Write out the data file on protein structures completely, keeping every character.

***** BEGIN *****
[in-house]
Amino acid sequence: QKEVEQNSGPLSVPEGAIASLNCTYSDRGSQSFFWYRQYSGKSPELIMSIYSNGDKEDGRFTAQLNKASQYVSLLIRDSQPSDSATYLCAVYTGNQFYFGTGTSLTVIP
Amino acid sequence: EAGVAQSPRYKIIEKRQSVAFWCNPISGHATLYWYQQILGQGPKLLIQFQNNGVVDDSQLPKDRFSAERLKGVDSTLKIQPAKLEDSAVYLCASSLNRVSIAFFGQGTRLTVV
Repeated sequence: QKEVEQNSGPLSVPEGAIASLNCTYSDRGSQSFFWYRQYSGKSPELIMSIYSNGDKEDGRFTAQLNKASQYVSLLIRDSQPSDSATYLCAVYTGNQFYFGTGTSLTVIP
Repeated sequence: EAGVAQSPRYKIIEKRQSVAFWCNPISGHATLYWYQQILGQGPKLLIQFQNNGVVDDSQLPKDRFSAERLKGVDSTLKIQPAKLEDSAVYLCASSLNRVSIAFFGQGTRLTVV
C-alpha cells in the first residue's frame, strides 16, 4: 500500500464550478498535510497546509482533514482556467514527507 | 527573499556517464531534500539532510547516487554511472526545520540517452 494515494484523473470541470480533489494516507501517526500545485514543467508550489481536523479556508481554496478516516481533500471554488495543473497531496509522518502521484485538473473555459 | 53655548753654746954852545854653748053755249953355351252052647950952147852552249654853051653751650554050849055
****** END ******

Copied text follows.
[in-house]
Amino acid sequence: QKEVEQNSGPLSVPEGAIASLNCTYSDRGSQSFFWYRQYSGKSPELIMSIYSNGDKEDGRFTAQLNKASQYVSLLIRDSQPSDSATYLCAVYTGNQFYFGTGTSLTVIP
Amino acid sequence: EAGVAQSPRYKIIEKRQSVAFWCNPISGHATLYWYQQILGQGPKLLIQFQNNGVVDDSQLPKDRFSAERLKGVDSTLKIQPAKLEDSAVYLCASSLNRVSIAFFGQGTRLTVV
Repeated sequence: QKEVEQNSGPLSVPEGAIASLNCTYSDRGSQSFFWYRQYSGKSPELIMSIYSNGDKEDGRFTAQLNKASQYVSLLIRDSQPSDSATYLCAVYTGNQFYFGTGTSLTVIP
Repeated sequence: EAGVAQSPRYKIIEKRQSVAFWCNPISGHATLYWYQQILGQGPKLLIQFQNNGVVDDSQLPKDRFSAERLKGVDSTLKIQPAKLEDSAVYLCASSLNRVSIAFFGQGTRLTVV
C-alpha cells in the first residue's frame, strides 16, 4: 500500500464550478498535510497546509482533514482556467514527507 | 527573499556517464531534500539532510547516487554511472526545520540517452 494515494484523473470541470480533489494516507501517526500545485514543467508550489481536523479556508481554496478516516481533500471554488495543473497531496509522518502521484485538473473555459 | 53655548753654746954852545854653748053755249953355351252052647950952147852552249654853051653751650554050849055